Weeks after a mysterious time-compression event violently splices environments from the past into the present, two survivors encounter the foreboding figures responsible for the event and experience firsthand their sinister nature. The Fore-men is an award-winning sci-fi genre, directed by Adrian Bobb.
Adrian Bobb has been drawing and writing about robots, aliens, and monsters, for as long as he can remember. Armed with an ever-increasing skillset and toolset to match, Adrian's enthusiasm to create and design worlds and tell unique stories within them has remained consistent throughout his career.
In the past decade, he has worked at companies such as Ubisoft, Digital Dimension, Rocket Science VFX, Jam Filled Animation, Mr. X, and MARZ VFX, as a matte painter, concept artist, 3D modeler, and Art Director. Through Exocentric Productions, his independent film production company, Adrian has written, produced, and directed short films such as The Carrier (Written/Directed/Produced), a full-length feature entitled Redshift (Written/Produced), a short proof-of-concept film entitled E-X-T (Written/Directed) and another proof-of-concept short sci-fi horror entitled, and "The Fore-men" which debuted at Fantasia in the summer of 2022. In short whether it's with a pencil, a stylus, or a camera, Adrian Bobb is a visual storyteller at heart with a deep drive to share new and engaging stories with audiences of all ages.
How did you start making films and what was the first film project you worked on?
It's been an interesting evolution from drawing (since I could pick up a pencil) to filmmaking (when I would make Matrix fan-films with my friend's camcorder in their backyard as a teenager) but my first official gig in the film industry was as a storyboard artist for the History Channel's The Re-Inventors which was shot in a small city in midwestern Canada where I grew up. I wrote and directed my first short film that year called "For an Eye" which was a film-noir detective story about a shadowy vigilante named Scales. I was proud of that film specifically because I only had a day to shoot it and it took place in two locations, one of which was the perfect sunset on the rooftops of the college dorm building I was living in at the time. After graduating with a Bachelor of Fine Arts degree in Illustration, I moved to Montreal to work in the videogame industry as a concept artist with my first big job being at Ubisoft Montreal. After a few years working there as well as Digital Dimension, I taught myself the digital programs necessary to make my own VFX for personal projects and moved back to my childhood home of Toronto where I worked on shows such as The Expanse, Killjoys, and Endlings as a VFX Artist/Designer while spending my evenings and weekends writing and building my own personal projects.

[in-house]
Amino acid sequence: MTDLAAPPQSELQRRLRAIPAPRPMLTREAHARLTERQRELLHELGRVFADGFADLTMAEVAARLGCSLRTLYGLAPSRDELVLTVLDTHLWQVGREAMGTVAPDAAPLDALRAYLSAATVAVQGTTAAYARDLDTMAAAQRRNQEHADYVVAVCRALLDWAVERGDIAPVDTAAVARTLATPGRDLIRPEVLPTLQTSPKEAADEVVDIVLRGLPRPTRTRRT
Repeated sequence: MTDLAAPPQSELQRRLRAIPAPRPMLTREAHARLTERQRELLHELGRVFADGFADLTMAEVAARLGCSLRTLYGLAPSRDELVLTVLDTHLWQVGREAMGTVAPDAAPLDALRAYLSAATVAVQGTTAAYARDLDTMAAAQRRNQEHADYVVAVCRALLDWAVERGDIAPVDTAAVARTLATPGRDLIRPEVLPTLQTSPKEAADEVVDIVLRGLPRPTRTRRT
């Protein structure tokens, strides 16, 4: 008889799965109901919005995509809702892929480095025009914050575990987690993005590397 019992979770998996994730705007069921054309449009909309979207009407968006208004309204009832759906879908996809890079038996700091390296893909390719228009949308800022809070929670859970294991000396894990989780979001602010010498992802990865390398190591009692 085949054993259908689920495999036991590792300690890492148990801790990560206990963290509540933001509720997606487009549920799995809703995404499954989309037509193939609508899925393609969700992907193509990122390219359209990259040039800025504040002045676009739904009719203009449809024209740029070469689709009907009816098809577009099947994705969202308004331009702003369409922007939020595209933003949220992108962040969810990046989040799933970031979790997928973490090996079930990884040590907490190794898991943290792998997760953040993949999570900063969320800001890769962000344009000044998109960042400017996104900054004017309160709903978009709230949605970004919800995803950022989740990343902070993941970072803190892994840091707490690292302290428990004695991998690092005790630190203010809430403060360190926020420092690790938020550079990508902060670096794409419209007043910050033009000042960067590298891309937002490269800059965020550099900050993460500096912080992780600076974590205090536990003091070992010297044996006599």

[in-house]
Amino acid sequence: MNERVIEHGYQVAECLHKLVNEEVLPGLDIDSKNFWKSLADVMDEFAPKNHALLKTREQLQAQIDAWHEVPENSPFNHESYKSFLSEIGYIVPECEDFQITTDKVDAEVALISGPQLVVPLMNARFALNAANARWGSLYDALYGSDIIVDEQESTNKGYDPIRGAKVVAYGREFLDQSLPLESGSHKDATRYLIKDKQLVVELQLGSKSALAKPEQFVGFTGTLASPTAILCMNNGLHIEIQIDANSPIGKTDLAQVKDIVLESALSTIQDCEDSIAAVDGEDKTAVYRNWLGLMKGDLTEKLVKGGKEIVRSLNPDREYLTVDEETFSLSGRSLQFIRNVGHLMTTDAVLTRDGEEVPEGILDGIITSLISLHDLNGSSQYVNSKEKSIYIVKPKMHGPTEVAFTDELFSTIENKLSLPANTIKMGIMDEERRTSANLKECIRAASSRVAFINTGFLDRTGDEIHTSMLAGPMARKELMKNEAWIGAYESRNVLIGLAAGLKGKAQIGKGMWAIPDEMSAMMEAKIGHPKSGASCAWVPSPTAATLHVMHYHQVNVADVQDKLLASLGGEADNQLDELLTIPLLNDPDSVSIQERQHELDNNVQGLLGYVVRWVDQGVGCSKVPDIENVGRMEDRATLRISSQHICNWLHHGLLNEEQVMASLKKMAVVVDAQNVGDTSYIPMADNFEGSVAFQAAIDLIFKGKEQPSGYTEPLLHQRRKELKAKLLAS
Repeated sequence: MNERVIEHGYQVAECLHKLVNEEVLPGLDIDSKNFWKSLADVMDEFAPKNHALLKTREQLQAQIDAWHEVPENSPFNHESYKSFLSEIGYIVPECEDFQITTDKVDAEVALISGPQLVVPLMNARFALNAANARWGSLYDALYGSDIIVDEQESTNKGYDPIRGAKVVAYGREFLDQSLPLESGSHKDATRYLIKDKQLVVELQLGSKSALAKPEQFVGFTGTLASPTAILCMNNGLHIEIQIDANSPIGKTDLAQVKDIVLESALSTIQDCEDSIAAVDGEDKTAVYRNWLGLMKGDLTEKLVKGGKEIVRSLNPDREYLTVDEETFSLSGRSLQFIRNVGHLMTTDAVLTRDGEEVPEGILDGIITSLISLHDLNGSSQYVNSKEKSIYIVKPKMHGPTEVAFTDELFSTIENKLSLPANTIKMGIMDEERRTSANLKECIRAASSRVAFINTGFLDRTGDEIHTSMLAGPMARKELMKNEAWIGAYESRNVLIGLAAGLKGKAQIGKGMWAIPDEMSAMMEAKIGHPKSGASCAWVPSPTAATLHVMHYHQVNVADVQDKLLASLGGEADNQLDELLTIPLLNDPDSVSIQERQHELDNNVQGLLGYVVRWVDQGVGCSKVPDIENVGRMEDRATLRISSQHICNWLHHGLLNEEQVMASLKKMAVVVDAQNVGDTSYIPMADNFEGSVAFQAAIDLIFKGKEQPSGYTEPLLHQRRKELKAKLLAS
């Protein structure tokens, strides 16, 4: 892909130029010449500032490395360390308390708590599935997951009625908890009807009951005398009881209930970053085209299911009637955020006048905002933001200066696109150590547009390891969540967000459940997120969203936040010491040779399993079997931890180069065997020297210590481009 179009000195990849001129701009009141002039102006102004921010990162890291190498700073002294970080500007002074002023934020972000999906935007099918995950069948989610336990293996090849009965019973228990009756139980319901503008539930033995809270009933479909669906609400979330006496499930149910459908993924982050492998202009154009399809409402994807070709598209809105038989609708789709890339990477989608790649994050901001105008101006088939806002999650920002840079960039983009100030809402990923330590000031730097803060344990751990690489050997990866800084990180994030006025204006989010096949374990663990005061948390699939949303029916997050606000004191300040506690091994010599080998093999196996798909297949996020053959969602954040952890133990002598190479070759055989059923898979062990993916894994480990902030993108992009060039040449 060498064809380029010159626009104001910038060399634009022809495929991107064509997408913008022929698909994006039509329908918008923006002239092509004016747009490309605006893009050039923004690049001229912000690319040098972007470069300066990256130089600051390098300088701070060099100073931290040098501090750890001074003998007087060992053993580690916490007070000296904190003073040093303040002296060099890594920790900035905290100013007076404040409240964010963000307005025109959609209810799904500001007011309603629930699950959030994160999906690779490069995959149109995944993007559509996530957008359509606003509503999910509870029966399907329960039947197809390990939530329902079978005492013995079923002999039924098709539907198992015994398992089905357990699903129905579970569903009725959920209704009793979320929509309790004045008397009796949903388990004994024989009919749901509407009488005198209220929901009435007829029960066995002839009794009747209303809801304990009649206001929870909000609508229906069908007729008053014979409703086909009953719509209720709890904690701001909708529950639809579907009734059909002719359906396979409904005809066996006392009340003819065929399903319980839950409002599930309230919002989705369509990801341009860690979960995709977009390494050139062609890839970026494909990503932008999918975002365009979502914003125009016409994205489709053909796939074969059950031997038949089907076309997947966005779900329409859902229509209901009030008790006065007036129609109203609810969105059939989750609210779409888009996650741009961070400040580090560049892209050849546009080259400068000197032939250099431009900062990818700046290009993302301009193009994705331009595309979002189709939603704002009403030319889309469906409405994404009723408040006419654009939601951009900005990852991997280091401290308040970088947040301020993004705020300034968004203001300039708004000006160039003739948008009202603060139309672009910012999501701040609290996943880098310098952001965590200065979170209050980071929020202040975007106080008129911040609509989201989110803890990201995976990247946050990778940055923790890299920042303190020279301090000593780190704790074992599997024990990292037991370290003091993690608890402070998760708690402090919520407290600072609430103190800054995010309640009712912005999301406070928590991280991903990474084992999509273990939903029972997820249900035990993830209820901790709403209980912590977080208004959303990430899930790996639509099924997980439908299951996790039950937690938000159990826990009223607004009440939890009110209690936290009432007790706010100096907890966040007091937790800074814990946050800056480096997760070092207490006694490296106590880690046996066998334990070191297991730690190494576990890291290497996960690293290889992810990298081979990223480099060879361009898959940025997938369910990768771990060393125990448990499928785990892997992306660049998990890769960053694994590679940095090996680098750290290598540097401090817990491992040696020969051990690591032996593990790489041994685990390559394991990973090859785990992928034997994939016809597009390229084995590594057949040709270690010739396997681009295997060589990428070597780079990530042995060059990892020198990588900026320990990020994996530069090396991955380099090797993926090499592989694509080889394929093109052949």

What genre of filmmaking are you looking to work on and why?
Science-fiction first and foremost, and horror secondarily. Science-fiction was the beginning of the medium of filmmaking historically and also the genre that made me love film as a kid. I liken the genre in a lot of ways to how kids are fascinated with dinosaurs (which was my gateway drug into the sciences in general). They are mysterious, visually stunning, but unlike dragons, were real. It's that reality that science-fiction is connected to that always fascinated me. It was a genre that told me that robots and aliens were possible, and it was always an inclusive domain. Unlike "non-genre" genres that are busy selling worlds as "true" depictions of reality, sci-fi was always about what could be, and how things might change for better or for worse.